Clear flaws prevent the ANC government from effectively managing road incidents

Issued by Dr Chris Hunsinger – DA Shadow Minister of Transport
28 Nov 2023 in News

Note to editors: Please find attached soundbites in English and Afrikaans by Dr Chris Hunsinger MP

The National Portfolio Committee on Transport was recently given an update on the Road Traffic Management Corporation’s (RTMC) efforts to deal with the increased traffic volumes and minimise festive season road crash incidents.

Currently there are slightly over 33 000 traffic officers to 12 964 430 vehicles on a 750 000 km road network. It should therefore come as no surprise that there are more traffic incidents overall. The challenge in making progress in this area is, on the one hand, a shortage of pertinent data and, on the other, turning that data into a strategy that will have an influence over the long run as well as for short-term initiatives like long weekends and holiday seasons.

While the RTMC presents a wider range of data in its presentations as claimed proof for decision-making, little information regarding the real causes of the crashes – as opposed to merely their quantity – is shared. Information should be used for more than merely calculating the quantity of traffic accidents, fatalities, and injuries.

The Webfleet Survey results were included in the South Africa Road Safety Report of 2022, which concentrated on road safety and the trucking industry. The report found that 33% of truck collisions are caused by other road users and 21% by distractions, with using a cell phone while driving ranking highly among survey respondents’ top concerns regarding driver behaviour. Vehicle-mounted cameras have revealed proof of drivers texting or conversing while operating a truck.

40% of all road fatalities occur each year as a result of pedestrians, according to government data obtained from the RTMC. The DA also voiced alarm at the increased amount of pedestrian activity along the main routes, noting that this is not being monitored or given priority by general law enforcement.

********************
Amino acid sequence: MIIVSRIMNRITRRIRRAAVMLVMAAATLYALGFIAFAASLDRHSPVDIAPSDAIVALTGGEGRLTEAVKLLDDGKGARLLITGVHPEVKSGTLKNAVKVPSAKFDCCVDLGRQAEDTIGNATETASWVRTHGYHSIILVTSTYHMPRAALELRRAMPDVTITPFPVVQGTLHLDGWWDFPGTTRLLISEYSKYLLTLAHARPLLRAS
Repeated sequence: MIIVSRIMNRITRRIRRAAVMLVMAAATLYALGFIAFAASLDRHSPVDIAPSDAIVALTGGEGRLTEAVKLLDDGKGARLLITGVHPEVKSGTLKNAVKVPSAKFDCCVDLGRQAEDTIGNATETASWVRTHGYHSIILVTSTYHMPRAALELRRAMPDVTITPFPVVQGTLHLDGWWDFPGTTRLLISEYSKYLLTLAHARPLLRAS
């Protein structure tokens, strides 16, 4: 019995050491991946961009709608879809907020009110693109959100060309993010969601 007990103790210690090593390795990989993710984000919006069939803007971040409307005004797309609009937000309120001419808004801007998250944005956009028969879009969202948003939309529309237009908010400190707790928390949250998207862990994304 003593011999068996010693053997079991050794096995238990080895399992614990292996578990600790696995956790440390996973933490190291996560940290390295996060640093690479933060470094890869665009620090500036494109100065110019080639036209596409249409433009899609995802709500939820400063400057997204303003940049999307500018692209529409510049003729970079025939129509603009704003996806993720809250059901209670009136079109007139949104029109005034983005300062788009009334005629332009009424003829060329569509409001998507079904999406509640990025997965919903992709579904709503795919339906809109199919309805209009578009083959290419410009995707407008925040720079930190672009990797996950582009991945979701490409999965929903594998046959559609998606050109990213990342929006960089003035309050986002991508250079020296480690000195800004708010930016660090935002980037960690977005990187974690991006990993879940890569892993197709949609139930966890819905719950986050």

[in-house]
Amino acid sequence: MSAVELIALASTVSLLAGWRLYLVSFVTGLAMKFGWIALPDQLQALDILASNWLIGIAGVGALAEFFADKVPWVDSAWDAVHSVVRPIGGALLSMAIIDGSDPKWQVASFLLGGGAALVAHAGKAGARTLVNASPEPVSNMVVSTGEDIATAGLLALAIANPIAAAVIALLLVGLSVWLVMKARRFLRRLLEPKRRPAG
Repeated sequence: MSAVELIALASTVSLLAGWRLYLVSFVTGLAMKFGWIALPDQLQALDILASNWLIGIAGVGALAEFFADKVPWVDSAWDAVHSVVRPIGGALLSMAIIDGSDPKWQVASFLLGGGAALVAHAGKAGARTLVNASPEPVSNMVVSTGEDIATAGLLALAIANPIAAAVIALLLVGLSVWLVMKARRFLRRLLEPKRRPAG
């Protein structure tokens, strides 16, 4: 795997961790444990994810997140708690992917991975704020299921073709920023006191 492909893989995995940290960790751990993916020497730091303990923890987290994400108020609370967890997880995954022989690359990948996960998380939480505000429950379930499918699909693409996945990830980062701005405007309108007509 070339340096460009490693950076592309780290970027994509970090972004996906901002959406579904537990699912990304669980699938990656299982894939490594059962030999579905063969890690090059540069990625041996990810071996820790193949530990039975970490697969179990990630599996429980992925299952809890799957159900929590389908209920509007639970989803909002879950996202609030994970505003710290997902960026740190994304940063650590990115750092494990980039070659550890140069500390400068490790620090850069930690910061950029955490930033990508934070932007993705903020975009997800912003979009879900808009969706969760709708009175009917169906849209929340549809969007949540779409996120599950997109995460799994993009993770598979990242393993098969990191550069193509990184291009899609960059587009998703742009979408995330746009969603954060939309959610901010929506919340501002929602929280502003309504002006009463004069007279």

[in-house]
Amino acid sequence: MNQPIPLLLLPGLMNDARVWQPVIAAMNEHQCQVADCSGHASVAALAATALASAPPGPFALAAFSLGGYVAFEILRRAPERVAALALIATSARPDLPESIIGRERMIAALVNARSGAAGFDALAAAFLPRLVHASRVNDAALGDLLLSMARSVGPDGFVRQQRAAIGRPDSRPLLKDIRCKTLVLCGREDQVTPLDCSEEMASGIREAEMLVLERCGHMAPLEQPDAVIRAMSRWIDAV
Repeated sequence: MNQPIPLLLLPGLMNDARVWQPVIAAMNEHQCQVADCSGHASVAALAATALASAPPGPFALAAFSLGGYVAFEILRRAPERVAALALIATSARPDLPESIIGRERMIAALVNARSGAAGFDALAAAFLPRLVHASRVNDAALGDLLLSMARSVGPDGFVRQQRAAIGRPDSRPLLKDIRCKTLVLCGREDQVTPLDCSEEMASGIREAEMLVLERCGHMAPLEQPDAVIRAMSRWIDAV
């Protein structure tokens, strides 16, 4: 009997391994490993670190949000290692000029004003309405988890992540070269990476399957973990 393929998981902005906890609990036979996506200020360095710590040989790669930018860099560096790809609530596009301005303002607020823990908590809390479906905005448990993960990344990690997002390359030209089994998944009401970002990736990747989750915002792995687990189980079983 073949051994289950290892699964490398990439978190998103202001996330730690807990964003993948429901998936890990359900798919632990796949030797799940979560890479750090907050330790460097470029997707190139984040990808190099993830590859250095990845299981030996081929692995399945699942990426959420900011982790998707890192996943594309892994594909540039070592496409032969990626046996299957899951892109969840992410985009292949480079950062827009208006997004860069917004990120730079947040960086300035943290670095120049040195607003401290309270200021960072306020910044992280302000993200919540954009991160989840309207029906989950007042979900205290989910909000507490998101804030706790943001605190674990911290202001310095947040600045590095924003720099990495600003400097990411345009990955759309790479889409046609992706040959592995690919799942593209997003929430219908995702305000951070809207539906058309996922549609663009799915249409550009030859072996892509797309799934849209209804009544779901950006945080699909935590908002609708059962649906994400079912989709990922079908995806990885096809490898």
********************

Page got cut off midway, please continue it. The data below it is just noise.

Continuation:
The DA believes that if the African National Congress (ANC) and national traffic agencies such as the Road Traffic Management Commission (RTMC) gave law enforcement priority over unroadworthy vehicles, poor road conditions, and the intolerable lack of policing, lives may be saved. The DA also brought up several issues, including ones related to driver fatigue, unlicensed drivers, overloaded trailers, excessive driving hours, reckless/negligent driving, unauthorised passengers and stops and driver intimidation, to name but a few.

Being the first in South Africa to outfit about 800 traffic officers with body cameras, the DA-led City of Cape Town’s Metro law enforcement has pioneered a substantial contribution to improving safety on their routes. Furthermore, 300 patrol cars will have dashboard cameras installed to promote safer driving environments for both law enforcement and civilians.

We trust that everyone using the roads, including those who must deal with an increase in traffic, has a safe and enjoyable trip over the festive season. Although we may be the owners of the vehicles we drive, everyone has the right to use the roads.

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